Directed by David Stokes and Iain Cash
Starring Rhiannon Jones, Iain Cash
Short Film Review by Evie Brudenall
Trust. It’s hard to acquire but so easily broken. A notion that co-directors David Stokes and Iain Cash explore so well in their aptly named short Trust.
Upon returning to her car, Amy (Rhiannon Jones) meets Max (Iain Cash) who claims that he shooed away a gang of youths from her car. Max then asks her for a lift to work and she hesitantly complies, plagued by doubts of trusting a complete stranger.
The lessons of not talking to or trusting strangers that we were taught for children are up for review as the same policies no longer apply to the realities of adulthood. Interactions with people that we are unfamiliar with occur on a daily basis and it’s solely up to use to navigate our own responses and reactions. This is something that Trust delves into as Amy is faced with such a predicament by allowing Max into her car. However, she soon starts to regret her choice as she questions some of the things that Max says, including, “It’s like we’re taught to see the worst in people and not the best”. Although it’s a declaration that’s hard to refute, Max’s happy-go-lucky demeanour is enough to arouse suspicion.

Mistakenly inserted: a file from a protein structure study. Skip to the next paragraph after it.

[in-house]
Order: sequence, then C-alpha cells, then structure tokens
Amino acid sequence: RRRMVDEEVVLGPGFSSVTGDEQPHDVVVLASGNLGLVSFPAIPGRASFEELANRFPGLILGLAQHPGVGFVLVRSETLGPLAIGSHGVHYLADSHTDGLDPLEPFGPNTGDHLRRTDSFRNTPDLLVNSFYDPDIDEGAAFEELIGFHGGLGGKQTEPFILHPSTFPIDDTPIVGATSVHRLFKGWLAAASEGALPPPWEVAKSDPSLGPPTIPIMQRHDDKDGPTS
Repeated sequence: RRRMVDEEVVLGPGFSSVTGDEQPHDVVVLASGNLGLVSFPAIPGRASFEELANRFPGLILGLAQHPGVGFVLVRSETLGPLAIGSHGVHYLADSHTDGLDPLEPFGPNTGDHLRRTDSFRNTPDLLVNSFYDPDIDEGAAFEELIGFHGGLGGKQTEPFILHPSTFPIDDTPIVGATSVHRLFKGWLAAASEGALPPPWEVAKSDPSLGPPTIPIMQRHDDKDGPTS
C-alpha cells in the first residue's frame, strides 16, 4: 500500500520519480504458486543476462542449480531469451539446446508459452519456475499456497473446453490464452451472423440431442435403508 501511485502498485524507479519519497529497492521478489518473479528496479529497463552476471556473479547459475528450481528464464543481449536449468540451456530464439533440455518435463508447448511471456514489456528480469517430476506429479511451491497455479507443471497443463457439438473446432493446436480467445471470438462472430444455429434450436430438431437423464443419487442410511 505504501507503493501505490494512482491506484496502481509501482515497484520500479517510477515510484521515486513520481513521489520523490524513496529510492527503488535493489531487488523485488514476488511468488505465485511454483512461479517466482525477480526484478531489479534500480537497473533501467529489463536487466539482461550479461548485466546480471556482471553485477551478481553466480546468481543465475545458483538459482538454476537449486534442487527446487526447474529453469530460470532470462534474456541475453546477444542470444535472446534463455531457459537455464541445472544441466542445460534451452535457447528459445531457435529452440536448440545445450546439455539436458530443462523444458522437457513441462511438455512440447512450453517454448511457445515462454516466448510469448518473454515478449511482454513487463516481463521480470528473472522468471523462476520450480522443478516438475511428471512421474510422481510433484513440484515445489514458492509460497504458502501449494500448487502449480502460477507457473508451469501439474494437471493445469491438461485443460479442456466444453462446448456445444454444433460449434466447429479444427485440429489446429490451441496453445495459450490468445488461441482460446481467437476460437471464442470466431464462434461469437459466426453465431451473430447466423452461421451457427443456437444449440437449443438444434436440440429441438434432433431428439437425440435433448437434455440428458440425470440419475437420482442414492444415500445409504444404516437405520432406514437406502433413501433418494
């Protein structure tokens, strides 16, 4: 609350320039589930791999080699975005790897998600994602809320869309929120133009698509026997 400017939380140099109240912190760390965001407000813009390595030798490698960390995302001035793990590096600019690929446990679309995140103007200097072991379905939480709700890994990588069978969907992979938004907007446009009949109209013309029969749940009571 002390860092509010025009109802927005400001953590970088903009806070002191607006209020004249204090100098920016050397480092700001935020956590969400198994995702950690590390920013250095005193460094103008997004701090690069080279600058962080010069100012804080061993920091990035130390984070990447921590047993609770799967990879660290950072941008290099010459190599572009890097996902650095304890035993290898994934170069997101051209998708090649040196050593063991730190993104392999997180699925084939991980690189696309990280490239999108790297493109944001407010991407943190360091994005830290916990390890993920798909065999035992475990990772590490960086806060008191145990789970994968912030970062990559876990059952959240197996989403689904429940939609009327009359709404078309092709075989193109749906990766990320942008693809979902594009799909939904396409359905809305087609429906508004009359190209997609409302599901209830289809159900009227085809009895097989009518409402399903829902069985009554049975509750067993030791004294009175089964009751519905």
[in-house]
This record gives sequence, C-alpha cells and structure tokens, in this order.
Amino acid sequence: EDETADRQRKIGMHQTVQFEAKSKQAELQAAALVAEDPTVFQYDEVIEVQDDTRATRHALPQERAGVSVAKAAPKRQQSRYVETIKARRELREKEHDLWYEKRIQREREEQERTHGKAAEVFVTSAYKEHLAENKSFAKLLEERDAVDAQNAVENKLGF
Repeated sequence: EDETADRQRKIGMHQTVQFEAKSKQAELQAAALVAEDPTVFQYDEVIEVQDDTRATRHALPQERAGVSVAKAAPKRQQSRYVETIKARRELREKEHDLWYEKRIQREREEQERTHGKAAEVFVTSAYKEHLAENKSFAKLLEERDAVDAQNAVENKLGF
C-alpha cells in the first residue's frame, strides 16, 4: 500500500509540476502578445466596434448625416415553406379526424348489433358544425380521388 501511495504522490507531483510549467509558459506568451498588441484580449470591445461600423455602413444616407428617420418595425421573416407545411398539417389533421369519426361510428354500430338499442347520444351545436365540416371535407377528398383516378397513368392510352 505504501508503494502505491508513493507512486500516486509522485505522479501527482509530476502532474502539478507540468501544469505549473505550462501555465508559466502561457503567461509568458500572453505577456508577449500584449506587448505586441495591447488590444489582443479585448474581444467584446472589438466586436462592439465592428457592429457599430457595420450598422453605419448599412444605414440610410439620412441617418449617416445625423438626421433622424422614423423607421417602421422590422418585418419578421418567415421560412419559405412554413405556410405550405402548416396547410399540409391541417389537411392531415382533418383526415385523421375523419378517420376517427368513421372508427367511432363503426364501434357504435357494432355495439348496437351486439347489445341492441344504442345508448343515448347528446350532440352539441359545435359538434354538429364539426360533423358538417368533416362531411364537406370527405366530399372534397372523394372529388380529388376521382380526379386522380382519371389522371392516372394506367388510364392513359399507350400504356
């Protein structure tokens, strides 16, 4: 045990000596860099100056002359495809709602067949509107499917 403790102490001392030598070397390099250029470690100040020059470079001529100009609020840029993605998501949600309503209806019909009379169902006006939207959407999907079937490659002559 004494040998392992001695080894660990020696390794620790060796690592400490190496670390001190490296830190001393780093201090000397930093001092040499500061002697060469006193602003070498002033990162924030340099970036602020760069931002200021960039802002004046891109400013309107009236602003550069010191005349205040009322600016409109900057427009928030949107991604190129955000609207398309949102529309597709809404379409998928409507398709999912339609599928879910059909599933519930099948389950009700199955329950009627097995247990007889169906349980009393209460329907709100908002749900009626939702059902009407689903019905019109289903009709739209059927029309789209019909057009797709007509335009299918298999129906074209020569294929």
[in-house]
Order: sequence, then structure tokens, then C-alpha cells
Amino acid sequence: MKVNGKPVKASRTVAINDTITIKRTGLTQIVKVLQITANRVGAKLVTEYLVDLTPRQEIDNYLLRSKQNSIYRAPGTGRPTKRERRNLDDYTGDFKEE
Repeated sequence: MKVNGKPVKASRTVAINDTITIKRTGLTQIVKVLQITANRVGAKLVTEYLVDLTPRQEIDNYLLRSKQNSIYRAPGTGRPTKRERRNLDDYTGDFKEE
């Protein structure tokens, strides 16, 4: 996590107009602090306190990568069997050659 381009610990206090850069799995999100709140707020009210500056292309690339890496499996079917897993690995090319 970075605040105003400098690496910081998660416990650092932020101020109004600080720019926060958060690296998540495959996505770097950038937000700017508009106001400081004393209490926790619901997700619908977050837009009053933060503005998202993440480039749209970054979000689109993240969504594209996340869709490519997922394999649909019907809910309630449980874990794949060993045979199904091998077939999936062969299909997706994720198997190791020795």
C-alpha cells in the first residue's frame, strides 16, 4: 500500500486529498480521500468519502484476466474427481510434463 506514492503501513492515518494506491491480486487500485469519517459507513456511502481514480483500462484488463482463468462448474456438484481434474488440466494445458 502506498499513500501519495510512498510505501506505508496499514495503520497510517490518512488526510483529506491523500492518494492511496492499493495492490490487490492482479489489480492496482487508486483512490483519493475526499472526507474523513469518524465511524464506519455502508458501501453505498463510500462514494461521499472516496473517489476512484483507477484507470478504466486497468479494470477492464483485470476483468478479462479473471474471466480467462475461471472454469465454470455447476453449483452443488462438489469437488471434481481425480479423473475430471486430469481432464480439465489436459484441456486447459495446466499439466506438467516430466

The performances from Jones and Cash are convincing and naturalistic but there are a few instances when their acting feels slightly wooden. However, I suspect this is due to editorial choices as opposed to the abilities of the performers as some shots feel haphazardly stitched together in the earlier scenes. As the short progresses, it becomes more confident and assured whilst the film’s ultimate reveal was momentarily satisfying, its moment in the sun lasted all too briefly.
Directors David Stokes and Iain Cash fantastically manage to curate an atmosphere of danger even within the relative safety of a bust car park. All of our instincts are urging Amy to remove herself from the scenario even though there’s nothing overtly suggestive of impending threat. But the filmmakers have clearly played on our vulnerabilities and insecurities to the point where we’re speculative of Max’s intentions from the very beginning.
A simple yet compelling premise, Trust preys on our primal fears and stirs tension and will provoke conversation upon viewing.